In 2006 and 2008, I was a candidate for the United States House of Representatives for the district covering Orlando, Florida — the place I was born, reared, and spent all my adult life.
During the campaign one night at a “meet & greet” at a friend’s home, I answered questions from the twenty or so people attending. Most of them were part of a Christian church and professed belief in the Gospel of Christ.
One of the questions was from a man who, along with his wife, shared a high profile in the community and their church. His question was, “Charlie, what will you do about illegal immigration on the southern border?”
This wasn’t a new question, yet it is one that has no simple, easy answer that can be implemented. At the time a popular response from many was “build a wall” or “deport them.”
I replied, “What do you think we should do?” He answered, “Build a wall.”
I asked, “How high would this wall be?” He said, “30 feet” to which I replied, “What do we do if they use 40-foot ladders to climb over?”
Without pausing he said, “Shoot them!” And I could tell he was in earnest. I said, “On that answer we part company as Americans and as Christians.”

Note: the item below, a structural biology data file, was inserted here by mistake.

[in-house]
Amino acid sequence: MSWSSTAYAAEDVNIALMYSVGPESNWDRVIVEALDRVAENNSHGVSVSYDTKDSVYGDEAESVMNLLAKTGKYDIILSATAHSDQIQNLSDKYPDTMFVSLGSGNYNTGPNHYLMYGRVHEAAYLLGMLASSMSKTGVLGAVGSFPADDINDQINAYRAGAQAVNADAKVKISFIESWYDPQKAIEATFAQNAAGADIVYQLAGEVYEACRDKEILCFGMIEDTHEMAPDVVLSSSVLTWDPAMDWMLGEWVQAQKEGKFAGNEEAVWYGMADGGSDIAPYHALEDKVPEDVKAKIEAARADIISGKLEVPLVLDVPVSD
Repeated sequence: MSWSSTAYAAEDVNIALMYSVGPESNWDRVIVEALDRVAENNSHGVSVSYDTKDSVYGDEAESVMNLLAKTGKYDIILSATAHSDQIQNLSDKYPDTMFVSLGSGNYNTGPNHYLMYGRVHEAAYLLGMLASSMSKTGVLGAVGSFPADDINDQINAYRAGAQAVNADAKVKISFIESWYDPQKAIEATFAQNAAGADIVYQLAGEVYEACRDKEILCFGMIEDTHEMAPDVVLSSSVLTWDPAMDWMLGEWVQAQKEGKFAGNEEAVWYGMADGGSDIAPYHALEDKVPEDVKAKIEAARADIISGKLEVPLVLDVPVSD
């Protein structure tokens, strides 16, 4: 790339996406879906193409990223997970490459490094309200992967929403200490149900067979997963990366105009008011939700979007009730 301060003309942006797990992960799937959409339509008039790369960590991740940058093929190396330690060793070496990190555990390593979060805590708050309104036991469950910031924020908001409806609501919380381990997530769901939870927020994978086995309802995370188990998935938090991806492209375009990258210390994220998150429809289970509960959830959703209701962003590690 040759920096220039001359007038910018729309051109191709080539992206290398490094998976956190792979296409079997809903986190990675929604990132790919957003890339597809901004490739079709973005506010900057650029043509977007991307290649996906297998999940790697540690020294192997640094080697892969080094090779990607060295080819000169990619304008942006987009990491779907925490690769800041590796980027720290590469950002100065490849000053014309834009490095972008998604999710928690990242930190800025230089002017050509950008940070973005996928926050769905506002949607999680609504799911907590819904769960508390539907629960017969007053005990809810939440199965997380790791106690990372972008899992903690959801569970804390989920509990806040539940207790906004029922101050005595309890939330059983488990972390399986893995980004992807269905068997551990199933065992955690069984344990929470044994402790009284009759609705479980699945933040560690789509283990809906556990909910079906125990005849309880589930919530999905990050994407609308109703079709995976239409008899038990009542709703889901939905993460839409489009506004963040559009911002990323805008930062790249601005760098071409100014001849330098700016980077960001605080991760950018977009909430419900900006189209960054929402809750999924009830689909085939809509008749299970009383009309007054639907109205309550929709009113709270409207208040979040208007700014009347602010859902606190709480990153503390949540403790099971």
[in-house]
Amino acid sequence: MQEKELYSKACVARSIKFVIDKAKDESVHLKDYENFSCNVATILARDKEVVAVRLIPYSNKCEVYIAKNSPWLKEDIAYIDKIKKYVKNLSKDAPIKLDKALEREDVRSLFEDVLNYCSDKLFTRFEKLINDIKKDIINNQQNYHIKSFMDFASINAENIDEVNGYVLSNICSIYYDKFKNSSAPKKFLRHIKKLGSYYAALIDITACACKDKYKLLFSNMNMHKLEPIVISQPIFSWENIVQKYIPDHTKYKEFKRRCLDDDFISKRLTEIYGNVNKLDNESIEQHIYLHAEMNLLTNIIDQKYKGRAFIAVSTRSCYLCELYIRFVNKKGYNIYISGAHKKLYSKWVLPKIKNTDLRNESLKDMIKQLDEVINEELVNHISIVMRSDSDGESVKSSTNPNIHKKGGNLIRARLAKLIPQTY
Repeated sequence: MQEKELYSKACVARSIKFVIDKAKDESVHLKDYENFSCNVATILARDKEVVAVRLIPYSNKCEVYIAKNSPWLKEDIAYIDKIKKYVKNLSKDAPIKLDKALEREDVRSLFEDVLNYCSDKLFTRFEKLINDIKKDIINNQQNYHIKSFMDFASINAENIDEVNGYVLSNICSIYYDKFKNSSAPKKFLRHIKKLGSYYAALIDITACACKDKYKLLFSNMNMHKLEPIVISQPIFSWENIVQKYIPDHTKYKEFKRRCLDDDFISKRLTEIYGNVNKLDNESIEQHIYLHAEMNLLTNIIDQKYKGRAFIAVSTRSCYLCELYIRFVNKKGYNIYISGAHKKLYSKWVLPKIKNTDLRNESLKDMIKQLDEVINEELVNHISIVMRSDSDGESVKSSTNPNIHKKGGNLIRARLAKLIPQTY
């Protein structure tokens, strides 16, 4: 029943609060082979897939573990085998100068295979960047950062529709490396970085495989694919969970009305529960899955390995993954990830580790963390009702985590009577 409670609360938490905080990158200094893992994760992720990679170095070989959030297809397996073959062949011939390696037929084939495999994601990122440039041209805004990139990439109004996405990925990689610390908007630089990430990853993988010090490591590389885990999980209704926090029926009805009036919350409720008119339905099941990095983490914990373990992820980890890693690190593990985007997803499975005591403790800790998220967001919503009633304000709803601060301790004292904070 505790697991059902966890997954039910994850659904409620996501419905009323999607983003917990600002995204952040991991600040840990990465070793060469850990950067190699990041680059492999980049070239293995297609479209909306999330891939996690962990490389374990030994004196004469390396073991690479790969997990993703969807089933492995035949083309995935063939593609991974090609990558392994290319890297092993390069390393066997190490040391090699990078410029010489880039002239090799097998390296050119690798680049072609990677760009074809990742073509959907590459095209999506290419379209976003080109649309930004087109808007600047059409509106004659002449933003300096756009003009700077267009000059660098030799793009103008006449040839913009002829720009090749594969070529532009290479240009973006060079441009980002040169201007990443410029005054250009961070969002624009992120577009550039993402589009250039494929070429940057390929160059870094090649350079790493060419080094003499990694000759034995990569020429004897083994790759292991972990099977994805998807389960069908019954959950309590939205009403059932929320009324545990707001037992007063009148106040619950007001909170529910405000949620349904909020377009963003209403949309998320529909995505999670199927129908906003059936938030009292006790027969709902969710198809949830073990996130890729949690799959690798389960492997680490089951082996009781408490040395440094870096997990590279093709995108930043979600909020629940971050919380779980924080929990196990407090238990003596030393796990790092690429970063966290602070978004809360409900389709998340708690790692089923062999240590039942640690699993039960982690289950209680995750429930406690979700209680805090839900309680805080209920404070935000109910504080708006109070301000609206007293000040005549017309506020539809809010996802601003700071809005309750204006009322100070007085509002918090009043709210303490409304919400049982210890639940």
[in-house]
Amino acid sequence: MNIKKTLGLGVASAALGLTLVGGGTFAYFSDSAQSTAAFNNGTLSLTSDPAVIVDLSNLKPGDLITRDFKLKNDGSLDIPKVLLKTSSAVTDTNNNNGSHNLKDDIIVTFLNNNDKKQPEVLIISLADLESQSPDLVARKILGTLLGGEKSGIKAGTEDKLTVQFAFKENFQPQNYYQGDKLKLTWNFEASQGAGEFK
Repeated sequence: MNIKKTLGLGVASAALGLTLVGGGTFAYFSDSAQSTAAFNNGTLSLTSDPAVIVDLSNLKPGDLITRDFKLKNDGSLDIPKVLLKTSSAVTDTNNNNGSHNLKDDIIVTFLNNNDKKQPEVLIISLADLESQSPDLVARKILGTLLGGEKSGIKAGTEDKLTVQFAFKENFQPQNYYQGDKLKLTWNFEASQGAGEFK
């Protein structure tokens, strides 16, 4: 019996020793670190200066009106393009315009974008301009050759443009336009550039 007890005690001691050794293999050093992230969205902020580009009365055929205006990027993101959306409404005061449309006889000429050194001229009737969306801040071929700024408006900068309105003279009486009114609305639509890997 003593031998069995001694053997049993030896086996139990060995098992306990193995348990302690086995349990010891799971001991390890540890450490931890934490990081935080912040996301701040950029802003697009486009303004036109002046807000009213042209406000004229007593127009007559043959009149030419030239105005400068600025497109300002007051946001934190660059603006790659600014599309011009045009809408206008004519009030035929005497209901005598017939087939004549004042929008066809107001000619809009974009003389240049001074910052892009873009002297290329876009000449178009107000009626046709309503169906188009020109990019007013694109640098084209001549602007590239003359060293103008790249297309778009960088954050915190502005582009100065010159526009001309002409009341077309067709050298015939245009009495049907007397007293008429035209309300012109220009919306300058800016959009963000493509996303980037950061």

I didn’t get his vote and went on to lose both races — thank goodness.
Several weeks after the last campaign, while thinking back on this episode, a question came to mind. How did someone with my same background in the community and the church come to believe that a valid Christian position on immigration was to shoot the strangers for trying to get into our country?
His belief was, unfortunately not an isolated incident. It was one of many times where I noticed a lack of Christian love and compassion in people professing Christ as Lord.
These compassion-less beliefs covered a wide range of issues. Like caring for “the other(s)” – strangers, outcasts, the homeless, the sick, and children. Or by embracing the hatred of war, racism, Islamophobia, nationalism, sexism, and abuse. All of these are addressed by God and Jesus throughout the Bible.
Followers of Jesus, the Christ, should not only have a sensitive heart for these issues, they are commanded to stand up and fight against them wherever they occur — in their life, their family, their community, and their government. And failing to be engaged with these “least of these” comes at great peril to eternal salvation.
Yet, these are good people, well respected in family, community, and church. What happened to them?
Knowing the power and promises of Jesus to affect the lives of those who follow Him, I concluded that it had to be that they weren’t taught, or taught well, why Jesus took on human form — to bring the kingdom of God to earth in the lives of those who would follow His example. In His closing charge to His followers, He said,
Therefore, go and make disciples of all nations, baptizing them in the name of the Father and of the Son and of the Holy Spirit, and teaching them to obey everything I have commanded you. And surely, I am with you always, to the very end of the age.
Matthew 28:19 – 20